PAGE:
Farthow dropped off of the horse and pulled Dem to a sitting position on the street. He was conscious, but swooning, and gripped his head with his hands.
“Are you alright man?! Open your eyes!” Farthow held up his oil lamp and saw swift blinking.
“Which way did they go?”
“East. Probably toward the harbor.”
“What’s our status?”
“I caught up with Colby. They figured out independently that passage was booked on a cargo ship. Some freebooter from Golice.”
“Yes, you reek of it.”
“You and that woman’s man joke at the wrong times,” Dem said as he struggled to his feet.
“If you don’t laugh, you’ll cry.” Farthow lead the man back to his horse. “Let’s get you on and get you to a doctor, a proper one.”
“You mean an apostate.”
“Of course. I don’t want you dying of a skull bleed.”
“Thoughtful, but what about our quarry?” Dem groaned as he was pushed up into the saddle.
“I’ll catch up to them. I think this fellow has been here before, so I have a few ideas where to find him.”
“What if you don’t find him?”
“Then we’ll be in a spot of trouble, won’t we?” Farthow shrugged as he led the horse by the bridle, running alongside to get the beast into a slow trot. “Maybe we’ll have to pluck the girl from Vindrel if that happens.”
Charlotte dropped her bag and bent over, breathing heavily and waiting for the ache in her side to dull. They had slowed to a walk for what seemed like miles, but the run had winded her thoroughly. She took a deep breath, and caught herself nearly gagging from the smell of the sewage still clinging to the hem of her skirts. Rone, showing no signs of exertion from the flight, pounded on the heavy wooden door again.
“Damn it Getty! I know you’re in there!” He rasped. Even with the tone of a whisper his voice carried in the empty courtyard.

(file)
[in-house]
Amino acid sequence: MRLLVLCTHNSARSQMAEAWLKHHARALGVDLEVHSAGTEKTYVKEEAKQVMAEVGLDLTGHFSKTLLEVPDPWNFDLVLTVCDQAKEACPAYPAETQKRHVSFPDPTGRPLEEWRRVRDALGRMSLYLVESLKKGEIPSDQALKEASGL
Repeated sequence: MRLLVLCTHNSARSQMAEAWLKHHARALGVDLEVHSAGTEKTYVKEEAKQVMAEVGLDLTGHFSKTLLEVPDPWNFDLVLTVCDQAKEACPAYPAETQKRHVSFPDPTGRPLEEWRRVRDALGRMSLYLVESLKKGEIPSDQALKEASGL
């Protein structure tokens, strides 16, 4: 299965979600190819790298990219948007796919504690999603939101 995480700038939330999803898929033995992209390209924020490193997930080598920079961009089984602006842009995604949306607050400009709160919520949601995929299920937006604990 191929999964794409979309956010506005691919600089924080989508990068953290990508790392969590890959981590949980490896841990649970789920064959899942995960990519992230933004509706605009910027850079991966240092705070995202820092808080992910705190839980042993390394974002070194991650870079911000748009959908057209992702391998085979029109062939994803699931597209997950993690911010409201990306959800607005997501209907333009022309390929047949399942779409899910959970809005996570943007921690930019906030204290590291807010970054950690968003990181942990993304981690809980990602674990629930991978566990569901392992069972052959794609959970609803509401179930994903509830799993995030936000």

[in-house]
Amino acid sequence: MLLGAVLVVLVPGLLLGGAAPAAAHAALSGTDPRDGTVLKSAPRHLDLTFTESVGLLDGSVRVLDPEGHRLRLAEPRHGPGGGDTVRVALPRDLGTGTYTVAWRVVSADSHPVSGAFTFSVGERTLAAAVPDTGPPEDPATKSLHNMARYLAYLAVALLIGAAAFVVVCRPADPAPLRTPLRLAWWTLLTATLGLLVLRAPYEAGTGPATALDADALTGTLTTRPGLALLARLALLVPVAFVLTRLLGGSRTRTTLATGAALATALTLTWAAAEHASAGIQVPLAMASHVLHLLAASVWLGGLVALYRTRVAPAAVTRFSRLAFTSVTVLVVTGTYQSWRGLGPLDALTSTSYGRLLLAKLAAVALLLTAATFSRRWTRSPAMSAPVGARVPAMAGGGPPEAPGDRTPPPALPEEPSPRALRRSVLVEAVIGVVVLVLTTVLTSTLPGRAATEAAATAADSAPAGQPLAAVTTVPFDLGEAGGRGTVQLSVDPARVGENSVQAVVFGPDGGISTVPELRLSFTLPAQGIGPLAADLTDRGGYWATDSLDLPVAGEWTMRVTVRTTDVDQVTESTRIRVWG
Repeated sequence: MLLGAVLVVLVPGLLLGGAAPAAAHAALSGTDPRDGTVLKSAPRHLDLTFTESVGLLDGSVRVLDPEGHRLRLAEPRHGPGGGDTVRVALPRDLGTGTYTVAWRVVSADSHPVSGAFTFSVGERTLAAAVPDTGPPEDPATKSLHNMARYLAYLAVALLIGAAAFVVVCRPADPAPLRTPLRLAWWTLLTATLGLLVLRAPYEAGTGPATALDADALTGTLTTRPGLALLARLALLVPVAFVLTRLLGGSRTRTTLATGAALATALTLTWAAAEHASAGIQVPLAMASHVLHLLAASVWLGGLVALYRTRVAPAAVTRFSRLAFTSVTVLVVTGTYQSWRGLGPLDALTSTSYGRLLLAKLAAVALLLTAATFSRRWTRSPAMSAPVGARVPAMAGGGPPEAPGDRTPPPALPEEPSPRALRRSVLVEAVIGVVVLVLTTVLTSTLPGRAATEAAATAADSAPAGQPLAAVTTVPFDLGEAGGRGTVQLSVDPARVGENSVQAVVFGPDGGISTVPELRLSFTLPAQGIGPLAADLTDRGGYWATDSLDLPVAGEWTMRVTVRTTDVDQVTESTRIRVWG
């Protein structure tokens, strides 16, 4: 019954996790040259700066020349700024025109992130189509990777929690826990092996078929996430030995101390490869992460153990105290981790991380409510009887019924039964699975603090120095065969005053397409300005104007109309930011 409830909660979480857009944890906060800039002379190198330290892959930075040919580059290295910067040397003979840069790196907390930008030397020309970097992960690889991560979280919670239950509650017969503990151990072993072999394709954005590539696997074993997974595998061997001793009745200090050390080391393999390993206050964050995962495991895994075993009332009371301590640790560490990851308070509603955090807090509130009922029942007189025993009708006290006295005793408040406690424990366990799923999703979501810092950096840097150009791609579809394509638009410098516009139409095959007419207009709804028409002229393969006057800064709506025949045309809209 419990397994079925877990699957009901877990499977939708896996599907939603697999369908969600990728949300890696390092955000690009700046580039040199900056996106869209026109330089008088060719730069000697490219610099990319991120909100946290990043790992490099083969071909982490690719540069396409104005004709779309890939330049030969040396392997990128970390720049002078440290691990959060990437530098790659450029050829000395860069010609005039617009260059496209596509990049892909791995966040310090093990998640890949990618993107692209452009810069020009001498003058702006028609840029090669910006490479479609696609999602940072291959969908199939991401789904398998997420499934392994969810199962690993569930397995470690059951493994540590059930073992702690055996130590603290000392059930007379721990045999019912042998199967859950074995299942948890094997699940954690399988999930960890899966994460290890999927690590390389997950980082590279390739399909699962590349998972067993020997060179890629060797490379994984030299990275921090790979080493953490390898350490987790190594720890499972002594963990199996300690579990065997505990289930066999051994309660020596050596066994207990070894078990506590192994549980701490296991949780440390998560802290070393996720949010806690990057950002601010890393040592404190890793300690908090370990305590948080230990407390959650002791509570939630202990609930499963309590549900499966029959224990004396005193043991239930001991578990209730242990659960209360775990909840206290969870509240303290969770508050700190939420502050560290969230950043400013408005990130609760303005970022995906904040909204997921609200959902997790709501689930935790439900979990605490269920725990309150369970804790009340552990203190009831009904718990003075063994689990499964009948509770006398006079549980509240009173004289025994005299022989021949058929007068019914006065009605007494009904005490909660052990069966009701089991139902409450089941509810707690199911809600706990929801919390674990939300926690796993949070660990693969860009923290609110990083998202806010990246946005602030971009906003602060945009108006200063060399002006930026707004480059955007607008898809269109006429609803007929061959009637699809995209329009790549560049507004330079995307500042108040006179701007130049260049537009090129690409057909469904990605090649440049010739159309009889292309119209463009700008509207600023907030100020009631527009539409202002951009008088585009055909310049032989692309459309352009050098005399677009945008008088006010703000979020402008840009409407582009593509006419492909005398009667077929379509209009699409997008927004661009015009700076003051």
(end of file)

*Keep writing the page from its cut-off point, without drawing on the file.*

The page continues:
A board slid back revealing a peep-hole. Dim light flickered in the room beyond. A small square mirror appeared, revealing deep set dark eyes.
“Thought I was rid of you. My debt was paid with your slave.”
“Not too many around here know me as Getty.”
Rone grumbled. “Well, you have the opportunity now to turn those tables.”
The mirror shifted its angle. “Who’s the girl?”
Charlotte looked up and met the eyes, which narrowed on her.
“So that’s the rub.” The mirror disappeared and the eyes themselves appeared. “I’ll probably never get to collect on this debt, will I?”
They heard a scraping sound as the door was unbarred and opened, revealing a small room cluttered with books. A desk overflowing with papers sat against one wall, and a small passage opened into a sitting room with an iron stove. The eyes in the door belonged to a lanky older man, clean shaven with grey hair tied back. He wore a light coat over pants, but was barefoot. He had a pistol in his right hand.
“What exactly do you need at this hour? I can’t imagine it’s another forgery.”
“We just need to sit for a few hours. We’ll be out of here before dawn.”
The old man chewed his lip. “So the guard might be busting down my door, is that it?”
Getty sighed and walked to the sitting room. Rone put his pack down and nodded for Charlotte to follow. Getty sat down in one of four chairs. Beside it was a tall pile of books, with plenty of papers stacked between. A tea kettle sat on the stove, not yet whistling. Rone collapsed into one of the chairs and sighed.
Charlotte stood for a long moment looking at the remaining chairs, then sat down carefully in one of them. She buried her face in her hands and began to cry softly. Rone held out his hand to rub her back, but hesitated, let it hover for a moment, and withdrew it. She lifted her head up and wiped her tears, then fixed her face into a serious and relaxed stare.
Rone looked to Getty. “Sorry, things have been rough.”
“I can tell. I have a fresh pot brewing here. You’re welcome to the tea, but if you need rest, I have that extra bedroom up the stairs.”
Rone shook his head. “I don’t think I’ll be sleeping tonight, but I’ll gladly take some space to change clothes.”
Getty nodded as the pot began to whistle.